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Science and Religion in The Island of Dr. Moreau Essays

Science and Religion in ‘The Island of Dr. Moreau’
The Island of Dr. Moreau depicts the dueling concepts between science and religion. Throughout the Victorian Era within which H.G. Wells’ novel was written, turmoil between science and religion was at its peak. New scientific theories were proposed including Darwinism, which H.G. Wells strongly advocated as witnessed in his book. Many Christians opposed these findings as these new ideas often disproved what was written in the Bible. Therefore, a divide was created amongst Christians and scientists, the basis of the material introduced in The Island of Dr. Moreau. Due to opposing conflict between science and religion, Wells proposes the solution that rules separate humanity from animals. In, The Island of Dr. Moreau, H.G. Wells expressed him opinions by agreeing with science’s disposition on life and afterlife rather than religion’s. One way he did this was by sympathizing towards anti-Christian characters. In a critique of Well’s writing, historian and writer Hillarie Belloc states, “…Perpetually do I find in [your book] marks of sympathetic or emotional attraction to that of which has given all its life to the anti-Catholic camp” (Belloc 491). One could assume the character Belloc is referring to is Dr. Moreau. It is clear that Dr. Moreau is anti-Catholic as he believes he can distort God’s work by transforming animals into humans. Also, Moreau may have achieved sympathetic from the readers by his feeble attempts of doing so despite his drive to never give up. Another way his preference for science was expressed was due to the lack of intervention from God. Writer Joyce Moss introduces this as she has written, “The lack of heavenly intervention illustrates Well’s contention that Christ is a ‘dressed up inconsistent effigy of amiability… making vague promises of helpful miracles for the cheating of simple souls in an ever absent help in times of trouble’ [As Wells proposed in his autobiography]” (Moss 405). Moss’ incorporation of an excerpt of Wells’ autobiography emphasizes his distaste for Christ. It can be assumed from this quote that one of Wells’ reasons for accepting science over religion is that science is more reliable.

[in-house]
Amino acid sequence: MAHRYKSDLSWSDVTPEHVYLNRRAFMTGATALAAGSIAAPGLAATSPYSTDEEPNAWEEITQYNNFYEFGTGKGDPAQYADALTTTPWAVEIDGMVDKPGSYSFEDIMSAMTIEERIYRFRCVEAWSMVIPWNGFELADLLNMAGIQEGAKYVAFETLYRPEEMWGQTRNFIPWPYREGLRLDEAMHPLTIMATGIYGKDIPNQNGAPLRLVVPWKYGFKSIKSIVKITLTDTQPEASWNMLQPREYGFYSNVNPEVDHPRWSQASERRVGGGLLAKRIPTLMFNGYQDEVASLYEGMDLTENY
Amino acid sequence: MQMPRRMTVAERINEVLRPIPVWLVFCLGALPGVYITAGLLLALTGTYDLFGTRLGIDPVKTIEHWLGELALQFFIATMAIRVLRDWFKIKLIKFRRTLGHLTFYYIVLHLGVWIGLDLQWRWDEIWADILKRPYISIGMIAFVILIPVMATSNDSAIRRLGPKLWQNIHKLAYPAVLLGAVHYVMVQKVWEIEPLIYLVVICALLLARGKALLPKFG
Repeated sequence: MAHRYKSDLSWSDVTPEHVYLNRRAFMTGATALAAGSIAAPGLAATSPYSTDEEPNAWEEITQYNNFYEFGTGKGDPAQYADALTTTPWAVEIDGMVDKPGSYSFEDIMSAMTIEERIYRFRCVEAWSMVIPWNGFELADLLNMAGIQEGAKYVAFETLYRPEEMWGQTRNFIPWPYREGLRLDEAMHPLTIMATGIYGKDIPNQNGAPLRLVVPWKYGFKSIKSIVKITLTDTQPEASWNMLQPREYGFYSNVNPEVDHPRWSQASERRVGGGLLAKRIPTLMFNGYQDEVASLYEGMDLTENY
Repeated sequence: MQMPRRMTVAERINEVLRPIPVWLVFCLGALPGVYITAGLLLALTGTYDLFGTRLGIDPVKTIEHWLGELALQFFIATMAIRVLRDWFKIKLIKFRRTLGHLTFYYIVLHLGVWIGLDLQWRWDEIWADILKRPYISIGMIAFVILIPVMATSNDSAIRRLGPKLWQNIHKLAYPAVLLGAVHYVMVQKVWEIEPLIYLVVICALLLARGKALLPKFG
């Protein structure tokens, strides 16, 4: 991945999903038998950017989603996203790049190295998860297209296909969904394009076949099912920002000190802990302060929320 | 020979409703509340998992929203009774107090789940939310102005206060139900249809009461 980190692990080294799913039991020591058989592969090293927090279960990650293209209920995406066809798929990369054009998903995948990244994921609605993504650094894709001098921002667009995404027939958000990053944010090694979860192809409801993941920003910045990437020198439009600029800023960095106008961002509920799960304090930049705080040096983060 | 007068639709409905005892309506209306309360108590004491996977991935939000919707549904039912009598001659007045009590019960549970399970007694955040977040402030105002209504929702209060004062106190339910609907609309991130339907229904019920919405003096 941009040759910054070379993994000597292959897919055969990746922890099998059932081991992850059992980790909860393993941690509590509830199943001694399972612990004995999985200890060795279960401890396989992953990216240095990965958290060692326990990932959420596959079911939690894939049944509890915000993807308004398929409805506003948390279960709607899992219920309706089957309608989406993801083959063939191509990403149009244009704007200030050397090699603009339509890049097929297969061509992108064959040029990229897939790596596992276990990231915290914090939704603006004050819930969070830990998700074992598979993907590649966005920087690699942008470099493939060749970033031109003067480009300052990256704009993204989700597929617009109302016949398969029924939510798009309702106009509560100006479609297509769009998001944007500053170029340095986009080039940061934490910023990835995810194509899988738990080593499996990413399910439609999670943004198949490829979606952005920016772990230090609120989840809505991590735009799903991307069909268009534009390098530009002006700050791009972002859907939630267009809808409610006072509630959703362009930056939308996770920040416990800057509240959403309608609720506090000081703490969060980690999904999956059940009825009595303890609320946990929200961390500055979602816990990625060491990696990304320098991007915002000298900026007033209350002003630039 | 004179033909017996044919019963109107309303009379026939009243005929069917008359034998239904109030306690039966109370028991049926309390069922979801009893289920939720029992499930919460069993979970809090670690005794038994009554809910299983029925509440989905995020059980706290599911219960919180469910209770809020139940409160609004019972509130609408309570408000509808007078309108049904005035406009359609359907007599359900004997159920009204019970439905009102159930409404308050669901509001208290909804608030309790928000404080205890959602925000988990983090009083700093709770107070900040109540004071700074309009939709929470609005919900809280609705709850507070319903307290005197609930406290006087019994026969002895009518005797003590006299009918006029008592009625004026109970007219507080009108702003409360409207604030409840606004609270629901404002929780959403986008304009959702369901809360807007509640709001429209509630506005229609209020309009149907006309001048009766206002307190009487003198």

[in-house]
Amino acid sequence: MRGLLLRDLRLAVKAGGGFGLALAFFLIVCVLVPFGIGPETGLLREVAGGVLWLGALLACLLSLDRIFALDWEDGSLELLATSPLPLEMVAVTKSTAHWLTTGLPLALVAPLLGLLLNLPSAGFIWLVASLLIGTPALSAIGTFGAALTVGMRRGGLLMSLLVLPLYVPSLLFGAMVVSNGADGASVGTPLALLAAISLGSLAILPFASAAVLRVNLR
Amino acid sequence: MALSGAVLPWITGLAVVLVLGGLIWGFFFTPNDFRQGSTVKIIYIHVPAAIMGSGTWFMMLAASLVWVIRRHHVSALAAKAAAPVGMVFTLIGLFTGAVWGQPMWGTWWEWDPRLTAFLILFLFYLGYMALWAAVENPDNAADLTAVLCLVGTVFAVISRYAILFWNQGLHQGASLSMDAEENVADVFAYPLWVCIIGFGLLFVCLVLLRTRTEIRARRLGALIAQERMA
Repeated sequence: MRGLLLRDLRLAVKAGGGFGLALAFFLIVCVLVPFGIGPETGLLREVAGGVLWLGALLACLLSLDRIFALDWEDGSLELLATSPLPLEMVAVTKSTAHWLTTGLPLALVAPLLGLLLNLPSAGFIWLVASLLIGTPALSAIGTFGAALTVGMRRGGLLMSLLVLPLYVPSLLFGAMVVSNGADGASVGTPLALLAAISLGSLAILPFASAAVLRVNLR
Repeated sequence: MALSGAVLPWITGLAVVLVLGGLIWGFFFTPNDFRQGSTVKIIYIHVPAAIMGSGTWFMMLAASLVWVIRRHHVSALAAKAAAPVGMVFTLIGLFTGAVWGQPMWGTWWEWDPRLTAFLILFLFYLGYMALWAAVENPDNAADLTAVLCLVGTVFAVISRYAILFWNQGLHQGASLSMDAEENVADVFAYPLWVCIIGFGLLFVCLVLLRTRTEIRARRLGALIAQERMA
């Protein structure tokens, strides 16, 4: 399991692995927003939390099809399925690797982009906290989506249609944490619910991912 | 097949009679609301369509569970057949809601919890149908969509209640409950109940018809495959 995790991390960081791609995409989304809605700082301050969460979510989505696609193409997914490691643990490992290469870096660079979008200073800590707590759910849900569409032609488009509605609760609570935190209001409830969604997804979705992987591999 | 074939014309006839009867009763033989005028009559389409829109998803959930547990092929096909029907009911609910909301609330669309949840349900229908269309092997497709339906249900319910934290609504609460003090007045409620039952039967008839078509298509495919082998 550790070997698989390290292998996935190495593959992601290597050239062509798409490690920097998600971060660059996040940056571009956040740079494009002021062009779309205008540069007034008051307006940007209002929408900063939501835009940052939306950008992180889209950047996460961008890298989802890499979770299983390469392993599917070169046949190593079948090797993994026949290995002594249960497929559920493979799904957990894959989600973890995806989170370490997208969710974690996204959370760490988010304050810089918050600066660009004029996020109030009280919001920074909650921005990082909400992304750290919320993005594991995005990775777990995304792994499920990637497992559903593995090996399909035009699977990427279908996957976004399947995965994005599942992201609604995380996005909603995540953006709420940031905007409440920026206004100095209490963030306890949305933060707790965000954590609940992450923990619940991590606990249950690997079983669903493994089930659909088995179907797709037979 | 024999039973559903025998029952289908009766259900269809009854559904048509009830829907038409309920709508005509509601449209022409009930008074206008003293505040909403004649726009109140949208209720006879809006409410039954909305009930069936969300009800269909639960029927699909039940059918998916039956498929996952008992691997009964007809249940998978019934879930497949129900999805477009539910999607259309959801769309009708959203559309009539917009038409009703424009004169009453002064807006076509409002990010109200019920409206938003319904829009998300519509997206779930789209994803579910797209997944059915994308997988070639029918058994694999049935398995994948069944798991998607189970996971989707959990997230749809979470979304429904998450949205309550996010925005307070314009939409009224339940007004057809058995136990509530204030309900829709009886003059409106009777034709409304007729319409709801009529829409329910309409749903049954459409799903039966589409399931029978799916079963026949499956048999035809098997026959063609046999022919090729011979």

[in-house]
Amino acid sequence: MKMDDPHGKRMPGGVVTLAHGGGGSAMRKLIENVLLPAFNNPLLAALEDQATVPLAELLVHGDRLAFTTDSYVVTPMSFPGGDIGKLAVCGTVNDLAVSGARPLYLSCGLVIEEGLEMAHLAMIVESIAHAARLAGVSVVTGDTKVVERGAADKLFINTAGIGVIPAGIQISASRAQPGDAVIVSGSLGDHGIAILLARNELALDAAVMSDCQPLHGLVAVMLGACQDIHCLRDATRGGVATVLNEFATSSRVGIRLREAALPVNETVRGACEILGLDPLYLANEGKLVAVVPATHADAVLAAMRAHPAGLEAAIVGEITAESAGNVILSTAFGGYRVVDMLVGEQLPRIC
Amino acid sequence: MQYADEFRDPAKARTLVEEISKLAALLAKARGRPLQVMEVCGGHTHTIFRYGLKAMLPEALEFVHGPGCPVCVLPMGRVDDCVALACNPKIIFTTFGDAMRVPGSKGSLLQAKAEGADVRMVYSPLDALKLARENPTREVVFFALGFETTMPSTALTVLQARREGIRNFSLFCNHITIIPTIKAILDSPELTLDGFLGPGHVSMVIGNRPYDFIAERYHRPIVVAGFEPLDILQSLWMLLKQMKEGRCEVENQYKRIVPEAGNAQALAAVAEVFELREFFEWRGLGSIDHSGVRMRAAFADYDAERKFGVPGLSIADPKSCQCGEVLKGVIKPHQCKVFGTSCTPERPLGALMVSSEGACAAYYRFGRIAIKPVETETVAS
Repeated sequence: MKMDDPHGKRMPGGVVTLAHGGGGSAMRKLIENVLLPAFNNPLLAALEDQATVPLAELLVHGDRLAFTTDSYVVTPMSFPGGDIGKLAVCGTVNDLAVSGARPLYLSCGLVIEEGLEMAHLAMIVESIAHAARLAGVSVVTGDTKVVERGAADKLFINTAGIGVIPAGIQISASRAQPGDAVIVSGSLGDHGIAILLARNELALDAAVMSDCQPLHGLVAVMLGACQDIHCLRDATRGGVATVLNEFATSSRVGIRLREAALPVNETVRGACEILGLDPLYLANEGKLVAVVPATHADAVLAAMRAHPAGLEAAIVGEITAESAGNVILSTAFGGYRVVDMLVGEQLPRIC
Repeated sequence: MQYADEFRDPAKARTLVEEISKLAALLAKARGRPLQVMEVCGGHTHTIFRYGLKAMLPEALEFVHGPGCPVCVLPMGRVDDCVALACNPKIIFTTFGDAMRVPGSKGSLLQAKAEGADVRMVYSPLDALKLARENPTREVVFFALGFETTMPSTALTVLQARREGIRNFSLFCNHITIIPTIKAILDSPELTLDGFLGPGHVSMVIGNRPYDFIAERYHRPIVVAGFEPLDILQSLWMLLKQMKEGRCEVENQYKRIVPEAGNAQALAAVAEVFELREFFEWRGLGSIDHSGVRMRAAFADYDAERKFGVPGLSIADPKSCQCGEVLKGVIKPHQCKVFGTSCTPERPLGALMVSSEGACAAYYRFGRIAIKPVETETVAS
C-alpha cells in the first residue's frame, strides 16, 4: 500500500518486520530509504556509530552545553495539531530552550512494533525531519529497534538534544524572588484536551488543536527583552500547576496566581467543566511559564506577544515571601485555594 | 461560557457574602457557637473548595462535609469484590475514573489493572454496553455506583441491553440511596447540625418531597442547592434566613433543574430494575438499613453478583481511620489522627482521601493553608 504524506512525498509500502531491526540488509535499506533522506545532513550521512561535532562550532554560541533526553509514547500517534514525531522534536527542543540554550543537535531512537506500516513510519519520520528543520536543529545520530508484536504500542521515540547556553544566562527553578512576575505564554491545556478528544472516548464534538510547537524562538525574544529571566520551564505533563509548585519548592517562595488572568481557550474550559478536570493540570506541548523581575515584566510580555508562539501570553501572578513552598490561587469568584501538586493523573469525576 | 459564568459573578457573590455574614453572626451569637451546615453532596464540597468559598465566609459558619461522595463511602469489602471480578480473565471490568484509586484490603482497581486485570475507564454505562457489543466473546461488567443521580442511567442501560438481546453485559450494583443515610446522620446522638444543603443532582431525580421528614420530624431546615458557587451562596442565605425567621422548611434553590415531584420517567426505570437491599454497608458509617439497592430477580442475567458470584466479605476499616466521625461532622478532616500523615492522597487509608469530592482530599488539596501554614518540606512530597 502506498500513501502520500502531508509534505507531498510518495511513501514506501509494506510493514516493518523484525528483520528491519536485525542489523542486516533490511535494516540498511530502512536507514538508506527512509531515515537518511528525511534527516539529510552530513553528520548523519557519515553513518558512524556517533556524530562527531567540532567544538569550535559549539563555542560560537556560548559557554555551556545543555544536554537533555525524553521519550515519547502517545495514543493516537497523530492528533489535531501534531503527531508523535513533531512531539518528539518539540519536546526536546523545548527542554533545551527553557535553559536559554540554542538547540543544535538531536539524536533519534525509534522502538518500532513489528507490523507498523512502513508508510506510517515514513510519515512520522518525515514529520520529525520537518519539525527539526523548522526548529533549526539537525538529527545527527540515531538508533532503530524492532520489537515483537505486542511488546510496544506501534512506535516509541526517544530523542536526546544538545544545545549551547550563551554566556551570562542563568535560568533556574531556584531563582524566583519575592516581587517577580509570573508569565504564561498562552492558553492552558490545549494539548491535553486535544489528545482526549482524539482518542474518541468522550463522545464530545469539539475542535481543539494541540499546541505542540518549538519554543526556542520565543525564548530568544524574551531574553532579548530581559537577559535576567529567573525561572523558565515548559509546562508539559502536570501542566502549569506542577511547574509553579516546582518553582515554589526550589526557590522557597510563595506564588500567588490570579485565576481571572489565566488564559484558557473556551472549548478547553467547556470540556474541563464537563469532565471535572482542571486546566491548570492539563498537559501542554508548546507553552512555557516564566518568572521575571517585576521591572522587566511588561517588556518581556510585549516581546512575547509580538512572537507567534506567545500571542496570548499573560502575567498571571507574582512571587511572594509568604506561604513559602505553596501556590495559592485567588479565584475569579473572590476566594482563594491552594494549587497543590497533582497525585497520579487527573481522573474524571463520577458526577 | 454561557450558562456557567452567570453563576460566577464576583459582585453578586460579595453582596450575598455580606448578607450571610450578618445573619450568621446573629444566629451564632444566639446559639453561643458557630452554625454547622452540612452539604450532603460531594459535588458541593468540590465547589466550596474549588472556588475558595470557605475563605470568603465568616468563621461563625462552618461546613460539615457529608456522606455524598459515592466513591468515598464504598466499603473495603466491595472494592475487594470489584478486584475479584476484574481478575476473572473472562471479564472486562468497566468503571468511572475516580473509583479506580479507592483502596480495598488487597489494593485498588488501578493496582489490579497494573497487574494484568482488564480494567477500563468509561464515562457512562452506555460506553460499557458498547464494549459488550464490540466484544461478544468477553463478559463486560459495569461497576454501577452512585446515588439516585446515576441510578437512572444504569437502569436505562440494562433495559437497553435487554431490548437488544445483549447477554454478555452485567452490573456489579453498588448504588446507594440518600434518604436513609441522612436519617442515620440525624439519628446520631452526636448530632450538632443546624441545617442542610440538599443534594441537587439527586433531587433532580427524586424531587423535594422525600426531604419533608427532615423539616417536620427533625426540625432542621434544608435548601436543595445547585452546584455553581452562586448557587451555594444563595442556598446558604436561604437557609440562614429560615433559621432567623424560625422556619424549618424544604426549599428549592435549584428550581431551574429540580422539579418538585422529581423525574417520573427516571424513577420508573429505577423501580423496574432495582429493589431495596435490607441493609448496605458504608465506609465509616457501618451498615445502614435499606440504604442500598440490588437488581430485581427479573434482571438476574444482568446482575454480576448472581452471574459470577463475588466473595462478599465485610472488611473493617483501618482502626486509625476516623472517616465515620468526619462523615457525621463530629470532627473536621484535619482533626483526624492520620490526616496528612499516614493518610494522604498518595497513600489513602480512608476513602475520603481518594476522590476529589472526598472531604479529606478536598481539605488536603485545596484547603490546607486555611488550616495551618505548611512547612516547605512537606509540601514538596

Another expression for Wells’ favor for religion is because he prefers a new, modern outlook rather than the antiquated teachings of Christianity. Witness John Reed, mentions this idea as he states, “…Wells said that what modern civilization needs is ‘a revised and enlarged Bible… to restore a common ground of ideas and interpretations…’ Because science has invalidated the Bibles scheme [of giving humanity a sense of purpose and order], Wells argued modern man needed a new story of this order” (Reed 553). Wells does not find comfort in the tradition of Christianity after he believes that it has been disproved in the face of science. Therefore, he looks towards science as a modern outlook on life. H.G. Wells had strong opinions in agreeing with science rather than religion. Due to Wells’ influence, the public was also eager to follow science’s findings. With H.G. Wells’ ideas circulating throughout his popular books, it was only a matter of time before the public began to accept his ideas on the modern usage of science. The public was willing to accept these ideas as it still provided them with some of the comfort religion brought- it offered them story-like explanations. Witness Ford Maddox Ford displayed his personal acceptation of science through Wells as he has written, “And we welcomed science- Mr. Well’s brand of science- with acclamations. Fairy tales are a prime necessity of the word and he and science were going to provide us with a perfectly new brand. And he did” (Ford 533).
According to Ford, Wells’ attempts to revolutionize religion into a more modern sect, science, were successful. The public was willing to follow Wells’ ideas. However, much of the public remained skeptic of Wells’ ideas. Some even argued that others shouldn’t be allowed to know scientific facts that disprove religion. Among these skeptics was Leonard Woolf who states, “Certainly the facts with regard to natural selection… are in conflict with the teaching of the Roman Catholic Church… The issue raised by this controversy and the publication of Mr. Wells’ articles… is whether ordinary people should be allowed to know the facts and should discuss their implications” (Woolf 498). This excerpt is a prime example of the division between science and religion that was occurring throughout the time period within this book was written. Many people began to support Wells in his beliefs of scientific principles such as Darwinism. However, there were those who strongly dejected it and even became hostile that those scientific ideas were available to the public. The reason the ideas were so easily accessible were because of literary interpretation in controversial books such as The Island of Dr. Moreau. One interpretation in The Island of Dr. Moreau was that Moreau is a scientific God. Dr. Moreau and God display many of the same characteristics when comparing the Bible to H.G. Wells’ novel.